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Introduction to data mining: Association analysis

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Association analysis: Basic concepts and algorithms


Many business enterprises accumulate large quantities of data from their day-to-day operations. For example, huge amounts of customer purchase data are collected daily at the checkout counters of grocery stores. Table 6.1 illustrates an example of such data, commonly known as market basket transactions. Each row in this table corresponds to a transaction, which contains a unique identifier labeled TID and a set of items bought by a given customer. Retailers are interested in analyzing the data to learn about the purchasing behavior of their customers. Such valuable information can be used to support a variety of business-related applications such as marketing promotions, inventory management, and customer relationship management.

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Introduction to Data Mining:
Table 6.1. An example of market basket transactions.

          TID -- Items

  1. {Bread, Milk}
  2. {Bread, Diapers, Beer, Eggs}
  3. {Milk, Diapers, Beer, Cola}
  4. {Bread, Milk, Diapers, Beer}
  5. {Bread, Milk, Diapers, Cola}

This chapter presents a methodology known as association analysis, which is useful for discovering interesting relationships hidden in large data sets. The uncovered relationships can be represented in the form of association rules or sets of frequent items. For example, the following rule can be extracted from the data set shown in Table 6.1:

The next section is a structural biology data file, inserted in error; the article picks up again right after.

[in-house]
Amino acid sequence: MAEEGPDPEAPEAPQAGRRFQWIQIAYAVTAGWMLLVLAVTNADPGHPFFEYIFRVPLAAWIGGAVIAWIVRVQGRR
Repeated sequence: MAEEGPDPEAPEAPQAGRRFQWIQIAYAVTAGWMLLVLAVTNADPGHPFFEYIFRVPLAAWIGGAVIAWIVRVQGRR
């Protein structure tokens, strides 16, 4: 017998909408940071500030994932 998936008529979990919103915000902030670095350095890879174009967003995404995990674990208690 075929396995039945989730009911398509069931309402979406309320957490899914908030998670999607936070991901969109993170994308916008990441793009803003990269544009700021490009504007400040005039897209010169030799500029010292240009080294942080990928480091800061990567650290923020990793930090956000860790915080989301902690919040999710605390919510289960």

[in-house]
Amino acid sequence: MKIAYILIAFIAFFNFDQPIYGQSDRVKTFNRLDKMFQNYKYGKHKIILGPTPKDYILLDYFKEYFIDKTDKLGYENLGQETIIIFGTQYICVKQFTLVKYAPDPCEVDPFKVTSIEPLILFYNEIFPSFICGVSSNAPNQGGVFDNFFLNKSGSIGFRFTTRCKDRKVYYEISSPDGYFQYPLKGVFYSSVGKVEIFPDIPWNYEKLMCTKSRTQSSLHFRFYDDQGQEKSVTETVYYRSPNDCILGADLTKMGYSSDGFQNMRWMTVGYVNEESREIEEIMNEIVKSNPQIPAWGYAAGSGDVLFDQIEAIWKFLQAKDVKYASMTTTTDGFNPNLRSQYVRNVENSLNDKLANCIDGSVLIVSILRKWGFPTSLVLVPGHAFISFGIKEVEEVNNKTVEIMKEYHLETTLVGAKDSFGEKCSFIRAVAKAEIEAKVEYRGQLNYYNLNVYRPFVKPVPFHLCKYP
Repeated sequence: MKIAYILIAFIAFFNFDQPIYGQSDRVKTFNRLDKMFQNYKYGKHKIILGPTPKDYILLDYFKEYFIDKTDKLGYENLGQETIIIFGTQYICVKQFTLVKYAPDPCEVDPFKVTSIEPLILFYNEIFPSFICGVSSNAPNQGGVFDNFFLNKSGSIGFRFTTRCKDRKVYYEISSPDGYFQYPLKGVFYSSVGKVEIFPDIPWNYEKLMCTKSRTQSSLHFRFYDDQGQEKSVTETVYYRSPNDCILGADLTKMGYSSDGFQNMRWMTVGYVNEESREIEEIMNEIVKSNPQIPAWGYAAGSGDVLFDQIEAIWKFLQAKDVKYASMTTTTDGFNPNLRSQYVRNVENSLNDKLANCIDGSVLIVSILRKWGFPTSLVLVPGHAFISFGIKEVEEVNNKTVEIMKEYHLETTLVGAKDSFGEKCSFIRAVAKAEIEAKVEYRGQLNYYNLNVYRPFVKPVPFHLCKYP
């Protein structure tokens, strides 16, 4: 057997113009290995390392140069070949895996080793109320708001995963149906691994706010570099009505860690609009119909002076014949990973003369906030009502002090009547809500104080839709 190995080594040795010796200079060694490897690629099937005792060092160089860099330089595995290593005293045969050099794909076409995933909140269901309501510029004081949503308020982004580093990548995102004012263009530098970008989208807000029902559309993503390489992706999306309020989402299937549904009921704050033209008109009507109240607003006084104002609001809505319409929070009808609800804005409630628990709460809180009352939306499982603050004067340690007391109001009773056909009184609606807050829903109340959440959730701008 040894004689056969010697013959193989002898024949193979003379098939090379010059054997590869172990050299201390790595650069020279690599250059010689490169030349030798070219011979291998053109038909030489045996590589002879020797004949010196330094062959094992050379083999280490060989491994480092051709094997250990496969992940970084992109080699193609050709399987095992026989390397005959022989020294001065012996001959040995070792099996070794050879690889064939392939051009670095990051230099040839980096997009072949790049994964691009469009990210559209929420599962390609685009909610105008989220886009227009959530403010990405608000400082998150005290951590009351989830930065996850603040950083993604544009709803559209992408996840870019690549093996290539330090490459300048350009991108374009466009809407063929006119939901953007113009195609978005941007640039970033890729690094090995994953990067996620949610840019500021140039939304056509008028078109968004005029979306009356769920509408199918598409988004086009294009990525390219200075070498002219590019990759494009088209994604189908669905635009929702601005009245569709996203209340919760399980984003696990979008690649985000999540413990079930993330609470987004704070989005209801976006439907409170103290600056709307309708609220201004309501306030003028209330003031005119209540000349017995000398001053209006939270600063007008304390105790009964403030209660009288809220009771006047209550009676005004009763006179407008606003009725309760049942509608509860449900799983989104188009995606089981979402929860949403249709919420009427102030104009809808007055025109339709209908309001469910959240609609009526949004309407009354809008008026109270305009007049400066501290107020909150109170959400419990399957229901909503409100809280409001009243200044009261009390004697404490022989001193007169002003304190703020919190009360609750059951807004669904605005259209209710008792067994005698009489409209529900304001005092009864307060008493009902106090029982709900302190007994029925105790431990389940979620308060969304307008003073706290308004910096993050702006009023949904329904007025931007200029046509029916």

{Diapers}      -->       {Beer}.

The rule suggests that a strong relationship exists between the sale of diapers and beer because many customers who buy diapers also buy beer. Retailers can use this type of rules to help them identify new opportunities for cross-selling their products to the customers.

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Besides market basket data, association analysis is also applicable to other application domains such as bioinformatics, medical diagnosis, Web mining, and scientific data analysis. In the analysis of Earth science data, for example, the association pattern may reveal interesting connections among the ocean, land, and atmospheric processes. Such information may help Earth scientists develop a better understanding of how the different elements of the Earth system interact with each other. Even though the techniques presented here are generally applicable to a wider variety of data sets, for illustrative purposes, our discussion will focus mainly on market basket data.

More info on this book

Introduction to Data Mining
By Pang-Ning Tan, Michael Steinbach and Vipin Kumar
ISBN: 0-321-32136-7
Publisher: Addison-Wesley
Copyright: 2006; 769 pages

There are two key issues that need to be addressed when applying association analysis to market basket data. First, discovering patterns from a large transaction data set can be computationally expensive. Second, some of the discovered patterns are potentially spurious because they may happen simply by chance. The remainder of this chapter is organized around these two issues. The first part of the chapter is devoted to explaining the basic concepts of association analysis and the algorithms used to efficiently mine such patterns. The second part of the chapter deals with the issue of evaluating the discovered patterns in order to prevent a generation of spurious results.


This was first published in February 2006

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